Rescue Inc. showcases its preparedness
WEST TOWNSHEND — Rescue Inc. is in the business of worst-case scenarios.
"We've got a lot of things that are going to help the community, preparing people for what could happen," Drew Hazelton, chief of operations at Rescue Inc., said Sunday during an open house event at the West Townshend station.
Showing how English reeves in a highline system are used for lifting people over fast moving water or between cliffs, Hazelton pulled ropes to move an emergency rescue sled and said, "The work is all done from one side, which has great advantages. Plus, it makes a great kid's toy."
His squad began flying drones after their aircraft returned from a search mission at Somerset Reservoir. A Bennington woman and her son had last been seen at the site.
The drones assist in locating individuals or bringing in materials such as life jackets. They were purchased with donated funds from the rotary clubs in Brattleboro and the Deerfield Valley.
"It's neat stuff," Hazelton said. "It doesn't solve everything."
The drones can be programmed to fly in a certain pattern and pick up "heat signatures" via infrared imagery, he said, showing video of how evidence was collected for an incident at Harriman Reservoir in Wilmington and prevented divers from having to go out on the ice. The missing parties had ended up going home and did not need to be rescued.
The Federal Aviation Administration allows for drones to be flown 400 feet high. One demonstration Sunday saw a drone flying at about 200 feet above.
"It's a really cool use of technology," said Casey Walsh, emergency medical technician at Rescue Inc.,
Walsh has a drone at home and uses it as a hobbyist like others. He said the best purpose for the aircraft is rescue.
Hazelton said his crew's two boats have special pump-jet motors, allowing them to travel close to rescue swimmers and through shallow waters or rapids. He sees understanding the flow and force of a river as "the most important skill" for boat operators and rescue swimmers.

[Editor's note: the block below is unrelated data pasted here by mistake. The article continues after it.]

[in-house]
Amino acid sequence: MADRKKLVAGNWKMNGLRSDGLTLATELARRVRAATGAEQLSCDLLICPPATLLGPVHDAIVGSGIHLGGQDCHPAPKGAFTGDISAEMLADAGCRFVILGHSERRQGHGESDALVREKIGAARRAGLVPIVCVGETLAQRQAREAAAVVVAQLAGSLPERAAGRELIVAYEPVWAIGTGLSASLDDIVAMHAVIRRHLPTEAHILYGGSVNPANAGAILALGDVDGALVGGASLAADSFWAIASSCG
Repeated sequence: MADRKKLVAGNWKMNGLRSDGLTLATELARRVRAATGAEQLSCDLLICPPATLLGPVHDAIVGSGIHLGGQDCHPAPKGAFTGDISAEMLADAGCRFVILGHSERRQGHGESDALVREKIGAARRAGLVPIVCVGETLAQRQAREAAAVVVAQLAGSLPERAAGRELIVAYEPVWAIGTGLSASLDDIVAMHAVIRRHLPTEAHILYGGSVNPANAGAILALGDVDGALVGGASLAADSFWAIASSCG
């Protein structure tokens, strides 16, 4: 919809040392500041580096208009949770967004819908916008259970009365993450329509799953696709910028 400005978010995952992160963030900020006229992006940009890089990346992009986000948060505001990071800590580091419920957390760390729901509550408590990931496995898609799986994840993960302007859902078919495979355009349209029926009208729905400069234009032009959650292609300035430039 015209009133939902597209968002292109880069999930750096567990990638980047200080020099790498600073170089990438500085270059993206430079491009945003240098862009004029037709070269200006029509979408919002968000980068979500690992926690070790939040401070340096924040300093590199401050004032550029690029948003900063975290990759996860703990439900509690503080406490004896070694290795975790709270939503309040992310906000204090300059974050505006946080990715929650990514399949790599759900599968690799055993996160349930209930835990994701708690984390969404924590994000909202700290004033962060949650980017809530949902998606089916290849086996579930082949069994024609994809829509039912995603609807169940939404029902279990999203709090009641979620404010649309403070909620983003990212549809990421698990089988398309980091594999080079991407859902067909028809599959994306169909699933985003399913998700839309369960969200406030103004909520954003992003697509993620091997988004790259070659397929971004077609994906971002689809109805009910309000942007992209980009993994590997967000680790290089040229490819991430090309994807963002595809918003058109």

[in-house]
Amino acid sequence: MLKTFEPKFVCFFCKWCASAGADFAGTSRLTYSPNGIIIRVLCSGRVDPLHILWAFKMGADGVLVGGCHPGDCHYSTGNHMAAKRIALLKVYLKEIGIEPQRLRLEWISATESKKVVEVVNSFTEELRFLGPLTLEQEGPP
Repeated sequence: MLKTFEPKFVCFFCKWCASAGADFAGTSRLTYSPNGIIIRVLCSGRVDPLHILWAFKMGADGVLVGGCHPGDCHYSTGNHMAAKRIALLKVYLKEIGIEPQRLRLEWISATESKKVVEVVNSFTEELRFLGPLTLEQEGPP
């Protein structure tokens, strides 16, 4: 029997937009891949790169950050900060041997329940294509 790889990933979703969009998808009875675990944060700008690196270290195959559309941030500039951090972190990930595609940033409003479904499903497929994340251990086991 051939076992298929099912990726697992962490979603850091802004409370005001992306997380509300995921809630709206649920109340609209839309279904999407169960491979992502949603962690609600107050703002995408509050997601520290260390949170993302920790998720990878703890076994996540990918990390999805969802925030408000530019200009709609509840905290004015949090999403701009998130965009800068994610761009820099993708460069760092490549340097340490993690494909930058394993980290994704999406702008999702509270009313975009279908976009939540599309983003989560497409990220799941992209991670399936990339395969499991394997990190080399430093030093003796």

"If you use brute force, you get frustrated," he said.
Boat operators must get certified as a rescue swimmer first. Hazelton estimated eight members of Rescue Inc. had qualified in April for running the boats. He expects to two more to do so over the summer. At most times, he said, his group has 12 to 14 qualified rescue swimmers.
Staff at Rescue Inc. have been trained for live fire or mass shooting events. They carry ballistic vests and kits to help control bleeding.
Hazelton said at one training, crew members were shot with paintballs so they would know "they didn't keep their heads down."
By his count, about 650 local individuals have participated in two-hour Stop the Bleed classes since November. The list includes schools, fire departments, private companies, boy scouts, girl scouts and youth groups.
With a grant from the Vermont Department of Labor, Rescue Inc. will be offering a free EMT course in the fall. With a lot of local squads struggling with membership, Hazelton said, the idea is to entice more personnel to join. The normal cost for such a training can range from $700 to $900.
Three mannequins used for cardiopulmonary resuscitation or CPR were purchased with a grant from the Thomas Thompson Trust. They evaluate how the person performing the CPR does by giving heart and breathing rates.
Hazelton is "a great guy," said Linda Bastian, scoutmaster for Troop 428, which includes members from Jamaica, Newfane, Townshend, Wardsboro and Windham. "He's been wonderful."
Scouts use a climbing wall and meeting space at the facility. They also participate in training sessions.
On Sunday, burgers were grilled in the driveway and served to attendees.
"We've got a cooler full," said Win Clark, board member at Rescue Inc.
He said the event is hosted annually, alternating between the squad's facilities in Brattleboro and West Townshend. The West Townshend station had been built three years ago.
Reach staff writer Chris Mays at firstname.lastname@example.org, at @CMaysBR on Twitter and 802-254-2311, ext. 273.
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